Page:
National Nurses Week ended May 12th. It was a great opportunity to reflect on the important nurses who changed the course of the profession.
nd them. In recognition, we honor a NursingCenter member, Karlene Kerfoot PhD, RN, NEA-BC, FAAN, as this month’s Nurse On the Move
. Currently the Chief Clinical Integration Officer at API
, Kerfoot also worked in patient care administration, clinical practice, and healthcare consulting. She served in adjunct academic positions and was the Corporate Chief Nursing and Patient Care Officer at three of the largest healthcare systems in the U.S. She earned a doctorate in nursing from the University of Illinois and a master’s and BSN from the University of Iowa.
I spoke with her to learn a little more about her outstanding work and to discover what she sees for the future of nursing.
Q: Why did you choose nursing as a profession?
A: Well, it wasn’t my first choice. I wanted to go into political science, but there were limited jobs there. I know I wanted to make a difference. With nursing, it’s a great opportunity. You can travel and do different things. I forgot about political science and never looked back.
Q: What encouraged you to continue your education as a nurse?
A: I wanted to be able to have a choice of options as I got older. With a master’s or a PhD, you have more choices. I know I wanted to work in a complex setting where I could combine research and so on. I thought, “20 years from now, what will people want? They’ll want advanced degrees. I better get busy!”
Q: In your current role, what is the biggest challenge you face?
A: My biggest challenge is that many technology firms have technology people developing applications, but on the client side, the applications lack client input. I need to make sure they fit and that they are what’s needed out there and are relevant to the frontline clinical person.
Q: Nurses Week was celebrated May 6-12th. Why do you believe this week is important?
A: It’s important to understand your history and future. There are so many people who have changed the course of history, for instance Florence Nightingale. They are fabulous role models for people to look at and think, “I can change history too.”
Q: What are the top four ways nurses can avoid holding back their careers?
A: The first way to avoid holding back your career is to learn positive discontentment. Florence Nightingale said, “If you’re not moving forward, you’re moving backward.” We need to value innovative people, especially those who take a positive outlook on things and who can offer solutions, not just complaints.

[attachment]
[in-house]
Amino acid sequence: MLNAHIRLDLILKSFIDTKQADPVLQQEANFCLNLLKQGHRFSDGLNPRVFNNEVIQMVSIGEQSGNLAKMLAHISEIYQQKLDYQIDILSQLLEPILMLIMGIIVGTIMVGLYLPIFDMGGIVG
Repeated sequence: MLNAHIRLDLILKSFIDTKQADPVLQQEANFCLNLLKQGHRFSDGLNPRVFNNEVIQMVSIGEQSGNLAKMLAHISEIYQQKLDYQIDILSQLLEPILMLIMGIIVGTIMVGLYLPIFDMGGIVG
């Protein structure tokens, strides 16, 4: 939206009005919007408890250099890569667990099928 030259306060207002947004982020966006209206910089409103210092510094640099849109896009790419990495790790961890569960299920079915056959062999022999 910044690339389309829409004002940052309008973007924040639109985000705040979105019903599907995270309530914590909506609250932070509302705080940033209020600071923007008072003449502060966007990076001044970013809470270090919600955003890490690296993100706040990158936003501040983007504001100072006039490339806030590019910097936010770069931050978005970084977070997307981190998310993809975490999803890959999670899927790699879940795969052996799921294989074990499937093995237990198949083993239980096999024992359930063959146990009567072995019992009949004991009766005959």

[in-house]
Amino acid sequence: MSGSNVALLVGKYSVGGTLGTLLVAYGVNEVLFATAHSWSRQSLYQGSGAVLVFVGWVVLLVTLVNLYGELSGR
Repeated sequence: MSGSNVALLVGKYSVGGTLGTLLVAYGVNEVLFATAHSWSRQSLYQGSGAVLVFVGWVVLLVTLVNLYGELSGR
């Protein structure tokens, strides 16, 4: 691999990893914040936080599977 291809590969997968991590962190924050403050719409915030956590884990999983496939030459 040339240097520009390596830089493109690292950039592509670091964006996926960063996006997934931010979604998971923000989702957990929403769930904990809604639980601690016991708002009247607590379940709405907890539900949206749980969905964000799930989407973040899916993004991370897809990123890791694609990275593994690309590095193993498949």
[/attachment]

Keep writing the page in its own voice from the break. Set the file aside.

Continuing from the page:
Second, practice “No Excuse” career development. Florence Nightingale was discontent, and it pushed her to make changes [not just give up].
Third, talk about your work in measurable outcomes. Saying “I did good work” isn’t good enough anymore. In the last 10-15 years, there’s been a push for measurement. Give examples that show things happened because of you.
Fourth, become agile with technology. Technology is everywhere. Look for what’s coming in the future and what it will mean to patients. It’s like a language you need to understand.
Q: For a nurse starting out, what would be your number one piece of advice?
A: Look ahead and think about what people will need in the future and how you can provide it. You are your own company, so you need to prepare for the future. Every three to five months, practice strategic thinking, “What have I learned and what do I need to learn?”
Q: Finally, what do you envision for the future of nursing?
A: I wish, as time goes on, nurses will be more empowered. The public says nurses are the most trusted workers and they should be involved in healthcare policy and reform. I would hope nurses become more prepared to sit at those tables and to a make a difference because nurses are the spokesperson for the patient.
Do you know the perfect nurse to be featured for Nurses On the Move? Email your submissions to ClinicalEditor@NursingCenter.com.